Monday, November 17, 2008

Civic elections: and the winner is ...

... the media!

The commentary in the Province suggested that the Vancouver civic election was a victory for emotion over substance. But, true to the media's public persona, it left out a key element in its analysis: how was the emotion generated?

Allow me to offer an answer: it was generated by the media. It's pretty much accepted that the $100 million load guarantee the City agreed to at an in camera session sank the Peter Ladner campaign. Even though Peter showed integrity by refusing to knuckle under and break that longstanding practice, it was the media's making a meal of the "closed doors" angle that turned the tide.

It's not as if the media didn't report the explanation of the necessity to keep negotiations involving real estate or personnel matters in camera. It's just that the commentators -- talk show hosts, editorialists, and even beat reporters in their choice of words and approach -- decided to vilify the process, regardless of the reasoning behind it.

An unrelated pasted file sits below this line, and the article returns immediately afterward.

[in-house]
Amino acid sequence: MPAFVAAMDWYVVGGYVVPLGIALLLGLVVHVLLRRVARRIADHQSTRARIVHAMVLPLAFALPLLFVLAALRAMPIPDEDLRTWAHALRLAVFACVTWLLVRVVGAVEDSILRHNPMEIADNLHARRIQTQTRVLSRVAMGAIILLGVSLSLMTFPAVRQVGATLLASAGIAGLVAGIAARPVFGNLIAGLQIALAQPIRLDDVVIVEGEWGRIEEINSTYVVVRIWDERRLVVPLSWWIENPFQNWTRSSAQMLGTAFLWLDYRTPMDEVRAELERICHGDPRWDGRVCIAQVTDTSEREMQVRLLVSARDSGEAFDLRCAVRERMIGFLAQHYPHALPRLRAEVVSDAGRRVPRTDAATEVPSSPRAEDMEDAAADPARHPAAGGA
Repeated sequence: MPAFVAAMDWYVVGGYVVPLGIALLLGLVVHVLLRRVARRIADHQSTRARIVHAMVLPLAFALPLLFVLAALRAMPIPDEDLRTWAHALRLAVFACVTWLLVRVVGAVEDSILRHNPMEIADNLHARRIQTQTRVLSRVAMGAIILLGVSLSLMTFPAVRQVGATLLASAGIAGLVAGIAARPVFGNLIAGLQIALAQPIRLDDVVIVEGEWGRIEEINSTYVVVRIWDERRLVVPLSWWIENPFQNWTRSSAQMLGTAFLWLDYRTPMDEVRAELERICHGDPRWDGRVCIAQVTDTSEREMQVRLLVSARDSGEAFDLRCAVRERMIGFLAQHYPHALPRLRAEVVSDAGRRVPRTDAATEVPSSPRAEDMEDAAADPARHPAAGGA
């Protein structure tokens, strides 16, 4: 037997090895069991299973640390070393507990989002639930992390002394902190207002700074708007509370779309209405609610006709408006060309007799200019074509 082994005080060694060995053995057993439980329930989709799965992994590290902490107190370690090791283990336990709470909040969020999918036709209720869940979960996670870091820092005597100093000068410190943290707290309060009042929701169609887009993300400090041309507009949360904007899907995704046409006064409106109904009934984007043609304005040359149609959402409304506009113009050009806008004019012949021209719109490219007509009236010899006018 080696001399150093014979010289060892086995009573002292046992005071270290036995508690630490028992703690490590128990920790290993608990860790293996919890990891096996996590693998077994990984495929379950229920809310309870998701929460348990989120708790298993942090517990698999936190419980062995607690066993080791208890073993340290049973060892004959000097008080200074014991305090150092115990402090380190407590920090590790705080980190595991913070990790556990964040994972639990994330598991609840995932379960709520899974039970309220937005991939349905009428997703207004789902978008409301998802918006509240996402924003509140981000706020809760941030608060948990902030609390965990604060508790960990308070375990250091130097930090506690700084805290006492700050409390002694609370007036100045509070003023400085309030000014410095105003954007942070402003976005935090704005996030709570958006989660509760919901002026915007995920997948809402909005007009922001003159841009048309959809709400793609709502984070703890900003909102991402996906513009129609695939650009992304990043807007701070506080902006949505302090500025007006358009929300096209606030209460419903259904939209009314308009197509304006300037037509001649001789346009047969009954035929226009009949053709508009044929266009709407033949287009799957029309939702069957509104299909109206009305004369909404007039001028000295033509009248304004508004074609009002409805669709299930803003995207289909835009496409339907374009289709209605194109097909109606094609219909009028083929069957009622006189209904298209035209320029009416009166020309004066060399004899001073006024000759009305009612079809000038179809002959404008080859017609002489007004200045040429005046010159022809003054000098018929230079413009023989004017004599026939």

In fact, it's a pretty good deal for the city. The city guarantees the loan -- doesn't pay it off. If the developer defaults, it loses the property, which is still worth some serious money for the city. Where's the problem? But the media has a "default" setting for anything that appears to be undemocratic, and with its desire to "hold government's feet to the fire" or "hold those responsible accountable", it was hard to find any commentators willing to give objective analysis. Why bother with that, when you can be seen to be shaping public opinion and (oooh!) influencing the outcome of an election? And since one commentator -- and possibly others -- has already said that the Vancouver civic election was threatening to be come a "snooze" until the Millennium Water deal came out, there are probably some in the media who figure they did us all a favor.

Prediction: we won't see the details of the city council discussions on the agreement after all. The upcoming meeting the new mayor has promised, to find out what can be released and what can't be released, will come to the conclusion that nothing more can be released and that it was perfectly appropriate to hold the meeting in camera; there will be the strong hint that anyone wanting to do business with the city of Vancouver in the future will be loath to do so if there's a chance that the negotiations and bargaining position will be made public.

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